Protect Yourself and Others

Flu season will be here before you know it and it is important to mark your calendar to get a flu shot. There are many essential and lifesaving vaccines that both children and adults need to stay healthy and to protect those around them from becoming ill.

“Certain groups of people, such as those who are too young or whose immune system cannot tolerate vaccines, rely on herd immunity to protect themselves,” said Joanna R. Swauger, DO, a family medicine physician at Penn Highlands Family Practice in Belle Vernon, Pennsylvania. “Herd immunity is when enough people get vaccinated against a specific disease that the chances of it spreading from person to person decrease, making the entire community safer and less likely to become overwhelmed with infection.”

What vaccinations do children need?

Every parent should talk to their child’s primary care physician about the proper immunization schedule. Here is a list of the basic vaccinations most children and adolescents need:

  • Dtap/Tdap vaccines protect against diphtheria, tetanus and pertussis (whooping cough)
  • Flu shot
  • Hib vaccine protects against influenza type B
  • Hepatitis A and B
  • HPV vaccine protects against the human papillomavirus, which can cause cancer
  • IPV protects against polio
  • Meningococcal conjugate and serogroup B meningococcal vaccines protect against meningitis.
  • MMR protects against measles, mumps and rubella
  • PCV13 vaccine protects against pneumococcus
  • RV protects against rotavirus
  • Varicella vaccine protects against chickenpox

What vaccinations do adults need?

In addition to an annual flu shot, adults should talk with their primary care physician about the following vaccinations:

  • COVID-19 vaccine/boosters
  • Tdap protects against tetanus, diphtheria and pertussis
  • Herpes zoster vaccine protects against shingles
  • Pneumococcal conjugate and/or pneumococcal polysaccharide vaccines
  • Hepatitis A and B
  • Meningococcal conjugate or serogroup B meningococcal vaccine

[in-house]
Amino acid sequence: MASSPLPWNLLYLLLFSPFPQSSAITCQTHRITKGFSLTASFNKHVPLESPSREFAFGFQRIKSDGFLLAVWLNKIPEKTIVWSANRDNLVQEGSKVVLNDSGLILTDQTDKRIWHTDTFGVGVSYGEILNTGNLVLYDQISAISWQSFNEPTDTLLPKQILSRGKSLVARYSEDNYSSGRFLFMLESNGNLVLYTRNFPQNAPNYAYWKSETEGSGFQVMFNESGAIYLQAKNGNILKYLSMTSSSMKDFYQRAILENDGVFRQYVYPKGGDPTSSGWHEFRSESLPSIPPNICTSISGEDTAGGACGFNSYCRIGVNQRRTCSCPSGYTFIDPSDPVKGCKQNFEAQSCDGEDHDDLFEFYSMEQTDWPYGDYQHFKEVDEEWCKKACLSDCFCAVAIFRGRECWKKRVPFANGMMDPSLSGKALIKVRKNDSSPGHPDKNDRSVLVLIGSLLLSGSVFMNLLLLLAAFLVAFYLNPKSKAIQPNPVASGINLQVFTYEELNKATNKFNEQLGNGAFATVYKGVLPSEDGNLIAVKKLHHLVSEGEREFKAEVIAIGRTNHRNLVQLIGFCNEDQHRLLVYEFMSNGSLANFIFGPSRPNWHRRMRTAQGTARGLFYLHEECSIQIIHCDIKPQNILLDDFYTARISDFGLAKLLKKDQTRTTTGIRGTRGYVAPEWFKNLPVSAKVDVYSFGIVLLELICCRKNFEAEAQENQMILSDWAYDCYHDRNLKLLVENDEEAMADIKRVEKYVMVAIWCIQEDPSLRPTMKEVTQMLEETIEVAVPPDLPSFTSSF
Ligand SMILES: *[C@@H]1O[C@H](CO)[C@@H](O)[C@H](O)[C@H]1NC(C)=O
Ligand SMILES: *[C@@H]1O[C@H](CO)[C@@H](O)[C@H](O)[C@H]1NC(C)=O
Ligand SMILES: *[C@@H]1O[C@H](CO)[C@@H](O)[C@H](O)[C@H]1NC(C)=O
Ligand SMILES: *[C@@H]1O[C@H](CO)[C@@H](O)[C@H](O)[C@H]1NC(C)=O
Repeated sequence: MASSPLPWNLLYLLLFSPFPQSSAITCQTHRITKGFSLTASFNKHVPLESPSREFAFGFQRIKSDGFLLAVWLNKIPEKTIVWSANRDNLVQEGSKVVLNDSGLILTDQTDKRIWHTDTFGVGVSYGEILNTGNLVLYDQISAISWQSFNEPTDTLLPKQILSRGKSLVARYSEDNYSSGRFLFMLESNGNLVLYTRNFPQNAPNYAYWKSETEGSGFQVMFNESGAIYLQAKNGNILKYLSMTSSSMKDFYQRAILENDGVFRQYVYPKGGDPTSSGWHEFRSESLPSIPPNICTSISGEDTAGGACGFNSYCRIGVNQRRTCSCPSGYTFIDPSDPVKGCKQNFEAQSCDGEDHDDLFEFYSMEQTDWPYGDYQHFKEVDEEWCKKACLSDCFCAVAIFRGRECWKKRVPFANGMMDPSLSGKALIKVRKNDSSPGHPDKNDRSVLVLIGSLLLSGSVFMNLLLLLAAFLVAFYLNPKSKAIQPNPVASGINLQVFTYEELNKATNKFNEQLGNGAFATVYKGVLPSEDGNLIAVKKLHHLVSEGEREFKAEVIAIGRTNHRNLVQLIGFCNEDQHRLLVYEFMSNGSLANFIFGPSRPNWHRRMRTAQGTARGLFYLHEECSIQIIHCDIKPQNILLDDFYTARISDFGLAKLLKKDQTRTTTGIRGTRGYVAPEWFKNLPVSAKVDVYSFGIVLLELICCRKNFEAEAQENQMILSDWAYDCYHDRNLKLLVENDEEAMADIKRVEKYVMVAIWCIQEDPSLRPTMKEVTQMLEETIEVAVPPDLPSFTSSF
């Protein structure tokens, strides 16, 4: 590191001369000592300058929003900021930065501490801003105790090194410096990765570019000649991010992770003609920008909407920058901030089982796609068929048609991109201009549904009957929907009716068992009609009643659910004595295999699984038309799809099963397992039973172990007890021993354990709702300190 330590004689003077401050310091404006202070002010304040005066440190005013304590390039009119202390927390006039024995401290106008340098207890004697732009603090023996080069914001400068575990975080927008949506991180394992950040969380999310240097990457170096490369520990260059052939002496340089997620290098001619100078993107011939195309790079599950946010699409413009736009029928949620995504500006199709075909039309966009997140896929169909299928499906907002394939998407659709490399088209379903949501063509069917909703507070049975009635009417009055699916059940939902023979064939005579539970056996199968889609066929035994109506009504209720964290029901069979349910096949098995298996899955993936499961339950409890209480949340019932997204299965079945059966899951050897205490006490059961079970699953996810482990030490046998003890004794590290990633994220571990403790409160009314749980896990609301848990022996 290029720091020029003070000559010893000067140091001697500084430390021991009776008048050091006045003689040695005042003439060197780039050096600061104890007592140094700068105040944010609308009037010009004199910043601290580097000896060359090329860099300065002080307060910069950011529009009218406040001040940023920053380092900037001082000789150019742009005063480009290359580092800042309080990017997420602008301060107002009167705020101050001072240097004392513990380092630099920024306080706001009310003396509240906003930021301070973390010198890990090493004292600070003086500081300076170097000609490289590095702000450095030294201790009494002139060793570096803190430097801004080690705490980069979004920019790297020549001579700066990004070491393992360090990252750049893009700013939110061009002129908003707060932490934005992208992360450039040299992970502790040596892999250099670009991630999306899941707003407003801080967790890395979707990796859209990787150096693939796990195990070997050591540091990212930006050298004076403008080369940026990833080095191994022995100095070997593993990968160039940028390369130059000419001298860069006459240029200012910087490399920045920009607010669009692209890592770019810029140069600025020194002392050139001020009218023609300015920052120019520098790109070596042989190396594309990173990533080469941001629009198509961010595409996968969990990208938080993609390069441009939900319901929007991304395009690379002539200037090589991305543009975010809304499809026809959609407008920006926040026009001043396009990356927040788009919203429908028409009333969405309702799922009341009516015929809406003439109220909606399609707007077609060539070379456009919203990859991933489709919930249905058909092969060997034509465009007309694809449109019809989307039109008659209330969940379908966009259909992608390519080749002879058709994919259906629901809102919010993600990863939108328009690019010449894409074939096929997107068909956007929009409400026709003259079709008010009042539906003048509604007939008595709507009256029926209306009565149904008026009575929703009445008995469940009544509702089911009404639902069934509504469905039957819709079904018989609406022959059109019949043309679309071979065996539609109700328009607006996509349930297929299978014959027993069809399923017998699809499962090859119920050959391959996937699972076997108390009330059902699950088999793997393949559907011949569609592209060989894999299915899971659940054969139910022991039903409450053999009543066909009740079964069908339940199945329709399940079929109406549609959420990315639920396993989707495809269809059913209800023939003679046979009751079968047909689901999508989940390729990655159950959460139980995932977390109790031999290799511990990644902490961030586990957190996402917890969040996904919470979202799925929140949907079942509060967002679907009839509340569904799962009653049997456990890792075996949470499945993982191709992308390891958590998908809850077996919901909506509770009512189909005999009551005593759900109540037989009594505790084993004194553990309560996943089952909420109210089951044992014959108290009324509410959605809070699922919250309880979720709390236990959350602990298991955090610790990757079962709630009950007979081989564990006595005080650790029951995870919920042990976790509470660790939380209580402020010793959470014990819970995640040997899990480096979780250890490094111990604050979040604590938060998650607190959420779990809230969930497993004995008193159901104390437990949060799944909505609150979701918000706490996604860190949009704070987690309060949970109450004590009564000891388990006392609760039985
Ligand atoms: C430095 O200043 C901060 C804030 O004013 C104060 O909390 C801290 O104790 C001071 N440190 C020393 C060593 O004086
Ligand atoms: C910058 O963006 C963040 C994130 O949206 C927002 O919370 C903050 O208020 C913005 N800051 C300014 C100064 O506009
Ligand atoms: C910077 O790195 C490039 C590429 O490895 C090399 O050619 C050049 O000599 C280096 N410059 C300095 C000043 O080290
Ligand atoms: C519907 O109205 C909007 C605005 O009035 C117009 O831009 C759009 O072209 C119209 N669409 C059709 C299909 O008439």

Many vaccines are not a one-and-done solution, so it is important to keep up to date with annual shots like those for the flu, multi-part vaccines like HPV, and COVID-19 booster shots. You also want to ensure that you keep good written records, as proof of vaccinations will be required by most schools and some employers.

Are vaccines safe?

Yes, vaccines are safe. They go through extensive safety testing and evaluation before they are approved. Vaccines are first tested in a laboratory setting. Based on the results of those tests, the Food and Drug Administration (FDA) decides whether to proceed with testing in people through clinical trials, which start with 20 to 100 volunteers and eventually include thousands of volunteers. After a vaccine is added to the vaccination schedule, it is continually monitored by the FDA, CDC and other government agencies to ensure that it is safe.

The Advisory Committee on Immunization Practices (ACIP) is comprised of medical and public health experts who develop recommendations on the use of vaccines in the civilian population of the United States. The Department of Defense also utilizes ACIP recommendations and guidelines.

Whether you’re concerned about getting an infant off to a healthy start, sending your kids to school or keeping yourself protected from the flu or shingles, the primary care physicians at Penn Highlands Family Medicine Clinics can help. Learn more about immunizations or schedule an appointment at